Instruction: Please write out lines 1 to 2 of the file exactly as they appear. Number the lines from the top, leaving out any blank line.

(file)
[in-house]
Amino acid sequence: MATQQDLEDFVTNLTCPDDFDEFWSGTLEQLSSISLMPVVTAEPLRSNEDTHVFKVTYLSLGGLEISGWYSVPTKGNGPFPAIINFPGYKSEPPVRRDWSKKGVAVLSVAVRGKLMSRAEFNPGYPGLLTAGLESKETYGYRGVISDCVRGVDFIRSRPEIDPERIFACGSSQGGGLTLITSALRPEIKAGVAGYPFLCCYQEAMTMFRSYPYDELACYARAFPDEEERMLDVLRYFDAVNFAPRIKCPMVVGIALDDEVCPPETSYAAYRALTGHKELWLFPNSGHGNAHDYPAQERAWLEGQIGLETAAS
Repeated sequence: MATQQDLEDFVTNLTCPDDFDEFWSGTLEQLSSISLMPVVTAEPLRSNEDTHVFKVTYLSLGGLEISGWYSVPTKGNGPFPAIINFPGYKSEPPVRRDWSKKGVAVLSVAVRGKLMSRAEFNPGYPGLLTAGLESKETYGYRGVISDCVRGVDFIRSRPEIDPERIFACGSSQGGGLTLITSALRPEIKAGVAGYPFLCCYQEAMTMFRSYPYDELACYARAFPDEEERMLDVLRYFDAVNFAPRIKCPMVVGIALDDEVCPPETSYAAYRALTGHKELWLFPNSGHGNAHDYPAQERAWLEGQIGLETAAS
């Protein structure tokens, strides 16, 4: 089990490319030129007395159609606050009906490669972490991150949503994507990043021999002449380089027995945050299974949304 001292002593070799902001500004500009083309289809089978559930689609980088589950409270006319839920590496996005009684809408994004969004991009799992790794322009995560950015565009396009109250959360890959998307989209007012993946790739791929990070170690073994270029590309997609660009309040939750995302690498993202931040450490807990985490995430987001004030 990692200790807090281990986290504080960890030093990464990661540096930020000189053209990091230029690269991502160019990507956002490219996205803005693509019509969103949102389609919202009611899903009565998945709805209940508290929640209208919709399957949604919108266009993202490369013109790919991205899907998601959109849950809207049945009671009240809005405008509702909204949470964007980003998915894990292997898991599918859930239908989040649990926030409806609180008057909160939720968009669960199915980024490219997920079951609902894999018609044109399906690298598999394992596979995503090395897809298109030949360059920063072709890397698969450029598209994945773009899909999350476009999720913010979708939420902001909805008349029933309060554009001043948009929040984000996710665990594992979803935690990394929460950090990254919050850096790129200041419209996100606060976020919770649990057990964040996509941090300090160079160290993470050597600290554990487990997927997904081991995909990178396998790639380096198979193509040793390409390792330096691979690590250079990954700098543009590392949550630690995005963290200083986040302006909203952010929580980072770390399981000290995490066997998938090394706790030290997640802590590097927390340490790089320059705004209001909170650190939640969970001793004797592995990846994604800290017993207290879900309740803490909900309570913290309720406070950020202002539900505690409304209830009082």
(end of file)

[in-house]
Amino acid sequence: MATQQDLEDFVTNLTCPDDFDEFWSGTLEQLSSISLMPVVTAEPLRSNEDTHVFKVTYLSLGGLEISGWYSVPTKGNGPFPAIINFPGYKSEPPVRRDWSKKGVAVLSVAVRGKLMSRAEFNPGYPGLLTAGLESKETYGYRGVISDCVRGVDFIRSRPEIDPERIFACGSSQGGGLTLITSALRPEIKAGVAGYPFLCCYQEAMTMFRSYPYDELACYARAFPDEEERMLDVLRYFDAVNFAPRIKCPMVVGIALDDEVCPPETSYAAYRALTGHKELWLFPNSGHGNAHDYPAQERAWLEGQIGLETAAS